Example of Java Stream

To show how Java streams work in practice, let's look at a simple example. Imagine you have a list of names, and you want to find out which ones start with the letter "A" and print them out. Here's how you could do it using a Java stream:

First, we create a list of names:

List<String> names = Arrays.asList("Alice", "Bob", "Alex", "Charlie", "Amanda");


Now, we use a stream to filter and print the names that start with "A":

names.stream()                          // Convert the list to a stream
     .filter(name -> name.startsWith("A"))  // Use filter to keep only names that start with "A"
     .forEach(System.out::println);         // Print each name that made it through the filter


This code snippet will output:

Alice
Alex
Amanda


In this example, .stream() turns our list of names into a stream. .filter(name -> name.startsWith("A")) is an intermediate operation that keeps only the names starting with "A". Finally, .forEach(System.out::println) is a terminal operation that prints out each name in the resulting stream.

Important Points/Observations of Java Stream

When working with Java streams, there are a few important points and observations that can help you use them more effectively. Here's what you should keep in mind:

Streams are not data structures

They don't store data like a list or array. Instead, they carry data from a source through a pipeline of operations.

Streams are lazy

Many stream operations won't start until they're needed. This means that if you set up a stream pipeline but don't use a terminal operation to end it, no processing happens.

Streams can be used only once

After a terminal operation is applied, the stream is considered consumed and can't be used again. If you need to process the same data again, you'll need to create a new stream.

Order matters

The order in which you arrange your intermediate operations can affect the performance of your stream pipeline. For example, it's usually more efficient to filter your data before mapping it.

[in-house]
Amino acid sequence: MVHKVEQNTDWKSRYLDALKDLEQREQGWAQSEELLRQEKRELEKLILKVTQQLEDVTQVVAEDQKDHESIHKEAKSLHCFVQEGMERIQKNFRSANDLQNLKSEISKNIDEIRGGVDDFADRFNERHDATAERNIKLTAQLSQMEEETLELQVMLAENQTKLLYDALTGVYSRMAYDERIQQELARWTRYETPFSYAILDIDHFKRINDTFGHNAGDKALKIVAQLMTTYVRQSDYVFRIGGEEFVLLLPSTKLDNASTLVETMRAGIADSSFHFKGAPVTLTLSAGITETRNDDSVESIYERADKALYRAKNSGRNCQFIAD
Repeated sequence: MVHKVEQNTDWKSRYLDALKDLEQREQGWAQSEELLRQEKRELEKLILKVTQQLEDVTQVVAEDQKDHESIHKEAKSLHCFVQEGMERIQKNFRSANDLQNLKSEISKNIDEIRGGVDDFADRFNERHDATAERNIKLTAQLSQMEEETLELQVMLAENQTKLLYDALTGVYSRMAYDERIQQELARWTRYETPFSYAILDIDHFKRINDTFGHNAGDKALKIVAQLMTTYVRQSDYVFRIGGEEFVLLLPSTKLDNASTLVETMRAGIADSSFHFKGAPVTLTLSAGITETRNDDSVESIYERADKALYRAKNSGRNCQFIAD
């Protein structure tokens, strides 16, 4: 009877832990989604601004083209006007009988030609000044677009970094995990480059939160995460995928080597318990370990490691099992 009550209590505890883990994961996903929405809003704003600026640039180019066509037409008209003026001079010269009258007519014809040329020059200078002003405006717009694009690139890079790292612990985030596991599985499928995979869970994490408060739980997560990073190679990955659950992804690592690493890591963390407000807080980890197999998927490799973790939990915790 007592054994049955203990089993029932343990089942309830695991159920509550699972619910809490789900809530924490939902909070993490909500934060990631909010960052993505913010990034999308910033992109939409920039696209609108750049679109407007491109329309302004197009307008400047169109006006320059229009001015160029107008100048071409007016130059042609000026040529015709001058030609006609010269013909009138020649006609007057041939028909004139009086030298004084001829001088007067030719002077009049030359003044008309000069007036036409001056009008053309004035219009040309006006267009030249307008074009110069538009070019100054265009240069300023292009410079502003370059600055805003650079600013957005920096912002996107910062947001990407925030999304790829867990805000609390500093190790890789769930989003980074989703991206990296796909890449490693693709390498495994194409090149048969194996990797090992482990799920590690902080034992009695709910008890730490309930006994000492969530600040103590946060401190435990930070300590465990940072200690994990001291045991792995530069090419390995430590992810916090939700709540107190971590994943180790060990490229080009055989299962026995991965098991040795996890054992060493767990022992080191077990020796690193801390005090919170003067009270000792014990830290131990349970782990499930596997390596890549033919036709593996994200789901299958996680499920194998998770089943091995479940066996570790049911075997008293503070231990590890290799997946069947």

Use parallel streams carefully

Parallel streams can improve performance by using multiple threads, but they can also make your code more complex and lead to unexpected results if not used carefully.

Frequently Asked Questions

Can I reuse a Java Stream after a terminal operation?

No, you can't reuse a Java Stream after a terminal operation has been applied. Once a terminal operation runs, the stream is considered consumed and closed. If you need to process the same data again, you'll need to create a new stream from your data source.

How do I choose between a sequential and parallel stream?

The choice between using a sequential or parallel stream depends on the context. Sequential streams are straightforward and suitable for less complex or smaller datasets. Parallel streams can speed up processing for large datasets but may introduce complexity and overhead. It's often best to start with a sequential stream and consider parallelism only if you're dealing with a significant amount of data and have identified a performance bottleneck.

Are streams better than loops?

Streams offer a more declarative and often more readable approach to data processing compared to traditional loops. They can lead to less code and fewer opportunities for errors. However, loops might still be preferable in scenarios where you need more control over the processing or when working with very simple cases where the overhead of streams isn't justified. The best choice depends on the specific needs of your task and your personal or team's coding preferences.

Conclusion

Java streams are a powerful feature that can make working with collections of data more manageable, readable, and efficient. By understanding and utilizing streams, you can perform complex data processing tasks with less code, reducing the chance of errors and improving the readability of your code. Remember, streams work by taking a source of data and carrying it through a series of operations, ultimately producing a result without the need for manual iteration using loops.